The summit of six Turkic-speaking nations begins today in Istanbul. Leaders from Azerbaijan, Kazakhstan, Kyrgyzstan, Turkmenistan, and a delegation from Uzbekistan will participate with host Turkish President Necdet Sezer to try to coordinate projects in their joint interest. RFE/RL correspondent Bruce Pannier reports previous summits have been more effective at pointing out differences among the countries than promoting a common front.
Prague, 26 April 2001 (RFE/RL) -- An annual two-day summit of Turkic-speaking nations starts today in Istanbul.
The presidents of Azerbaijan, Kazakhstan, Kyrgyzstan, and Turkmenistan are attending. Uzbek President Islam Karimov will not be at the summit and instead is sending the speaker of the Uzbek parliament.
The meeting regularly offers leaders the chance to promote economic and political cooperation. But previous gatherings have tended to highlight differences among the countries in spite of their linguistic affinities.
Host nation Turkey is expected to raise the issue of regional energy projects. Gas- and oil-export projects will be of primary interest to Azerbaijan, Turkmenistan, and Kazakhstan, all of which view Turkey as both a consumer and transit point to lucrative markets in Western Europe.
Turkmen President Saparmurat Niyazov arrived a day early to start talks with Turkish officials and businessmen. Niyazov hopes his country will soon be a major supplier of natural gas to Turkey. This is the first time Niyazov has been outside of his country for longer than 24 hours since he underwent open-heart surgery in Germany in 1997.
But Turkey's recent economic crisis will be on the minds of many. Turkey may be committed to large-scale energy projects, but its ability to help finance these projects, which run to the hundreds of millions of dollars, will be a question.
Energy projects will be of less interest to Kyrgyzstan, which does not have substantial oil or gas deposits.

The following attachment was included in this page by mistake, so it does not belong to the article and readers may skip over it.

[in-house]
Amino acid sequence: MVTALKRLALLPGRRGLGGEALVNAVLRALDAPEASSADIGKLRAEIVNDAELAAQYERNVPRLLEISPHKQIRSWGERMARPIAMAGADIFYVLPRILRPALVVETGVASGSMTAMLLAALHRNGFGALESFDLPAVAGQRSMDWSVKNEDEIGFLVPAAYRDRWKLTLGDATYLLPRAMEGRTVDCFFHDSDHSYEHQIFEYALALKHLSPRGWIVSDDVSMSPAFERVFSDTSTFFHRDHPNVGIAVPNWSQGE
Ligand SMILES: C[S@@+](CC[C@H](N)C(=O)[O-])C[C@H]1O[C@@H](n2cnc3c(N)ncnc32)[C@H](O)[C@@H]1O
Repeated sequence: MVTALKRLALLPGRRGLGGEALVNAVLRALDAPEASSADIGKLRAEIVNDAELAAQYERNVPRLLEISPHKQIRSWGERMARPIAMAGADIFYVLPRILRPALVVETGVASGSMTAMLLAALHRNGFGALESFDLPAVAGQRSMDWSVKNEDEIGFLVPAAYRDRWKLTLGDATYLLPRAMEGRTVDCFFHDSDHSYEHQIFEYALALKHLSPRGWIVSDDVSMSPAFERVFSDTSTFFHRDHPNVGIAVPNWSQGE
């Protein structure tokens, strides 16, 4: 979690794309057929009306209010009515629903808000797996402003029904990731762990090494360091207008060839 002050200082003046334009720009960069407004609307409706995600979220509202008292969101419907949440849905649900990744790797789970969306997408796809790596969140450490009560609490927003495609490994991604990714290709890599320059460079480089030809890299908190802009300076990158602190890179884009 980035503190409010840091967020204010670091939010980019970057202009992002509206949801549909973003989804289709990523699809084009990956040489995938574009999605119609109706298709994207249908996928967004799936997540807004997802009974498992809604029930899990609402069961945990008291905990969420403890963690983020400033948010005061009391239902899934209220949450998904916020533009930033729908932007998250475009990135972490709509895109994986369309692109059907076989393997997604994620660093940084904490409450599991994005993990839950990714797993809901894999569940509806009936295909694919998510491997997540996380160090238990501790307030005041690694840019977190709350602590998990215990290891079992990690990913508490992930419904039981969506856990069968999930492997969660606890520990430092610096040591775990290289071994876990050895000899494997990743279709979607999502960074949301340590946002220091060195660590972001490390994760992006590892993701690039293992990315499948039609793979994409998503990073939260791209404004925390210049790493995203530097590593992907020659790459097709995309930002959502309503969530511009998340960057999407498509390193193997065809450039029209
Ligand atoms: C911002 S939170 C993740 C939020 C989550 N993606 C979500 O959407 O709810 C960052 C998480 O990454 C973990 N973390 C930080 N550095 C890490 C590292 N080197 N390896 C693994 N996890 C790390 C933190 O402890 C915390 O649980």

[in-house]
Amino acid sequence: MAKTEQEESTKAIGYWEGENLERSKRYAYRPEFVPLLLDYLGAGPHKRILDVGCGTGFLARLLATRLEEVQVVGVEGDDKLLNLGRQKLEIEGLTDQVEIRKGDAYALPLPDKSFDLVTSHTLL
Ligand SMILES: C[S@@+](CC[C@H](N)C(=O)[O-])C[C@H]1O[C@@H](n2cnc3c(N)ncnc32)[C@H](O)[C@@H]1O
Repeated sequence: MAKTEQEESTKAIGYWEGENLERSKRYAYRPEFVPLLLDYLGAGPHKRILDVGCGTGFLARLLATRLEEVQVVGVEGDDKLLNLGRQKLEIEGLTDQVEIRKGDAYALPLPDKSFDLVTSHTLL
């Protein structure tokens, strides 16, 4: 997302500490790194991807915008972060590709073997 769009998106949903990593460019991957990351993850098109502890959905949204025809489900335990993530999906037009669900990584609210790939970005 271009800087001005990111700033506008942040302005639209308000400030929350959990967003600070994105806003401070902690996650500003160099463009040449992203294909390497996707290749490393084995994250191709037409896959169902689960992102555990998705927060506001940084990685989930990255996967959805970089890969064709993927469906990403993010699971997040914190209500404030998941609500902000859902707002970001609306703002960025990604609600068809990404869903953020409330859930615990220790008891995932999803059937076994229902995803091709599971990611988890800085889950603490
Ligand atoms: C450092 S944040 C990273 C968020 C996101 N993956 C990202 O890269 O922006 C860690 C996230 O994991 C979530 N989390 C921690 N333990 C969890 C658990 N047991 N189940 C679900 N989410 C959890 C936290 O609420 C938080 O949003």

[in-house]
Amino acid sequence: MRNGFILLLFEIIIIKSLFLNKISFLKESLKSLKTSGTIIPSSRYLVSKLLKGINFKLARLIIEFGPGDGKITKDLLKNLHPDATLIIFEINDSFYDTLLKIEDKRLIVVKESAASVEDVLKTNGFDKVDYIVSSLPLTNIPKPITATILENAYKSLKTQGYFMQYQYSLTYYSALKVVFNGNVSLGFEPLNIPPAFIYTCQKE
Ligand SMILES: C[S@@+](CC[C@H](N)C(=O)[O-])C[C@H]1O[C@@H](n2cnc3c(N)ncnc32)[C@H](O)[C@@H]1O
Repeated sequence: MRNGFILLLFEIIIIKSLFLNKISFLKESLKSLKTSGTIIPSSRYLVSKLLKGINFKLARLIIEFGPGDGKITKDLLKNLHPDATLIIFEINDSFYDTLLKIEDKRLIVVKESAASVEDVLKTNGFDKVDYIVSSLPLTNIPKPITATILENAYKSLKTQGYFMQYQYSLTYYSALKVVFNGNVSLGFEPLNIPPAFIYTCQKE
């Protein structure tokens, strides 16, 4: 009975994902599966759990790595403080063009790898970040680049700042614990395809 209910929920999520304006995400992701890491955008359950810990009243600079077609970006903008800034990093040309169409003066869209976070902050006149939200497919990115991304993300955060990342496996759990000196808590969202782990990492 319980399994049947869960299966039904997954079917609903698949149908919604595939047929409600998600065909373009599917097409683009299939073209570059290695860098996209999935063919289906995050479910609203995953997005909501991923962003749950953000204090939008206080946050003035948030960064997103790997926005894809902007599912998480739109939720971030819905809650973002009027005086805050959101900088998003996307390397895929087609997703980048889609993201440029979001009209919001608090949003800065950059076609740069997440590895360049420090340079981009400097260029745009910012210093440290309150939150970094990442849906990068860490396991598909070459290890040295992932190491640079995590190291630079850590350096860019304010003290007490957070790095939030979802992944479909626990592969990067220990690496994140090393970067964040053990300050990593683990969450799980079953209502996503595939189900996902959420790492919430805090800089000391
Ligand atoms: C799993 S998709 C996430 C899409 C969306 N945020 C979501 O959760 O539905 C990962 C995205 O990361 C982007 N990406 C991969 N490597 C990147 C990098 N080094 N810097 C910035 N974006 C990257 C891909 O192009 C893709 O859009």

Joint efforts to fight terrorism and drug trafficking will also be on the agenda.
Kazakhstan's presidential administration said yesterday that President Nursultan Nazarbayev intends to raise both issues. Kyrgyz President Askar Akaev and the Uzbek delegation would likely support any measure toward fighting terrorism, as both countries have fought off armed incursions by Islamic militants the past two summers.
Terrorism problems are also of some interest to Turkmenistan, but the regime has done well at stamping out all forms of opposition. And, increasingly, condemning terrorism means condemning Afghanistan's Taliban movement. Turkmenistan, sharing a long (744-kilometer) border with Taliban-controlled Afghanistan, has so far not publicly condemned the ruling Afghan militia.
Azerbaijan's President Heidar Aliyev said before departing for Istanbul that the summit's final document might also contain a paragraph urging a peaceful settlement of the country's dispute with Armenia over the Nagorno-Karabakh enclave.
Another regular topic at these summits is re-creating the legendary Silk Route as a modern trade artery.
This is the seventh Turkic summit since the first in Ankara in 1992. The next summit was then held in Istanbul in 1994, and then in the Kyrgyz capital Bishkek in 1995, the Uzbek capital Tashkent in 1996, and the new Kazakh capital Astana in 1997. There was no summit in 1998 or 1999 because Azerbaijan and Turkmenistan, which should have hosted the meetings, were quarreling over oil-prospecting rights in the Caspian Sea. When the summit was held last year in Baku, the Turkmen president did not attend.
(The Turkmen and Azerbaijan Services contributed to this report)